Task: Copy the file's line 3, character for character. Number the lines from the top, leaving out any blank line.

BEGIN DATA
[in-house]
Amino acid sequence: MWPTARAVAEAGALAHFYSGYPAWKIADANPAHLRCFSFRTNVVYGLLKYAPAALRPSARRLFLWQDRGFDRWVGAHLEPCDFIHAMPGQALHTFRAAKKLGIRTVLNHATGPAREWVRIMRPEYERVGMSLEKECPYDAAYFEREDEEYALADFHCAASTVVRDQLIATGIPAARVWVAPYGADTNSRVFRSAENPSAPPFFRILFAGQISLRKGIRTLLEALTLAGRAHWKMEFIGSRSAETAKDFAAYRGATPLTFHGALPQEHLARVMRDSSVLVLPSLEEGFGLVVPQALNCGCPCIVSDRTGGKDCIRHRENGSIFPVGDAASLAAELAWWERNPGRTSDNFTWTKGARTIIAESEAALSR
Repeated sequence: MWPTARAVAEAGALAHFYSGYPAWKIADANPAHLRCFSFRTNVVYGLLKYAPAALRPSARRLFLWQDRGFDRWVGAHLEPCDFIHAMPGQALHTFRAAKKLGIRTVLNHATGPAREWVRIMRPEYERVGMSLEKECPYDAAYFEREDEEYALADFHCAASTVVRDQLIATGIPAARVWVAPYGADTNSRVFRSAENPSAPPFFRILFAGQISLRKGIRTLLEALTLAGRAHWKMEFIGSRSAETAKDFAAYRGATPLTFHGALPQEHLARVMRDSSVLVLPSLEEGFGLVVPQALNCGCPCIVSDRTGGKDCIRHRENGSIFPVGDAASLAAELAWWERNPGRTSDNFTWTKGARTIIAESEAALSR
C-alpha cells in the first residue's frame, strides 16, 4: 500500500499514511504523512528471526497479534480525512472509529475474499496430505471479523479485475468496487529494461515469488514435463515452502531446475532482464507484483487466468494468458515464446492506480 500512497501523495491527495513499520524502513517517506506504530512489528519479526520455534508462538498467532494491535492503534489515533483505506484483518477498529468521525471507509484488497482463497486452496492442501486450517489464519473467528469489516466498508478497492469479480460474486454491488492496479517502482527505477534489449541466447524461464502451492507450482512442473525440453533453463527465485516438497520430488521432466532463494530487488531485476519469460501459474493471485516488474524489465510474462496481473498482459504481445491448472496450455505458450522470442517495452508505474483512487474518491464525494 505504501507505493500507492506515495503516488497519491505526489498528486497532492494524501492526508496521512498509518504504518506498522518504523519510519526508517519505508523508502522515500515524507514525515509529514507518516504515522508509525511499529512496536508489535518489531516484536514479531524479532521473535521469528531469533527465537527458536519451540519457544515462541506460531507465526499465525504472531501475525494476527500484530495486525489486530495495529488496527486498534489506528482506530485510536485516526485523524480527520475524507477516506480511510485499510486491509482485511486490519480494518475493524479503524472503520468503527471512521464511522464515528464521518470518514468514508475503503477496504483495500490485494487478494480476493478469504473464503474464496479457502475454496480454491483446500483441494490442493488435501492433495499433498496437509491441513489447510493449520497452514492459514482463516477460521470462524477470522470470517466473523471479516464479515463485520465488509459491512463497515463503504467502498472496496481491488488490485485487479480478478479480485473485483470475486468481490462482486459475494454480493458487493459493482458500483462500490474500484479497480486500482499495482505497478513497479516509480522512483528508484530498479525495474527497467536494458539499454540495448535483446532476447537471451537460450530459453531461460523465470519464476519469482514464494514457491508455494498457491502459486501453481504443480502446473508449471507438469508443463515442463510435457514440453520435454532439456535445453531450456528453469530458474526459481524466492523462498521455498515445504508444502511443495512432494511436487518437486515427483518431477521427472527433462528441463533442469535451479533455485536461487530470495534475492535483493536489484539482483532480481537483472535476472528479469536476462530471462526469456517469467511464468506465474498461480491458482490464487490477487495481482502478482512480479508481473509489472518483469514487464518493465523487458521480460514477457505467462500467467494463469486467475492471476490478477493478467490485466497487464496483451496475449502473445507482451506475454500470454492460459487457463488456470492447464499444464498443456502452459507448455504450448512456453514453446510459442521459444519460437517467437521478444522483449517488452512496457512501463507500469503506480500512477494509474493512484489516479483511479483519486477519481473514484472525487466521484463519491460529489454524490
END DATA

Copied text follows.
Repeated sequence: MWPTARAVAEAGALAHFYSGYPAWKIADANPAHLRCFSFRTNVVYGLLKYAPAALRPSARRLFLWQDRGFDRWVGAHLEPCDFIHAMPGQALHTFRAAKKLGIRTVLNHATGPAREWVRIMRPEYERVGMSLEKECPYDAAYFEREDEEYALADFHCAASTVVRDQLIATGIPAARVWVAPYGADTNSRVFRSAENPSAPPFFRILFAGQISLRKGIRTLLEALTLAGRAHWKMEFIGSRSAETAKDFAAYRGATPLTFHGALPQEHLARVMRDSSVLVLPSLEEGFGLVVPQALNCGCPCIVSDRTGGKDCIRHRENGSIFPVGDAASLAAELAWWERNPGRTSDNFTWTKGARTIIAESEAALSR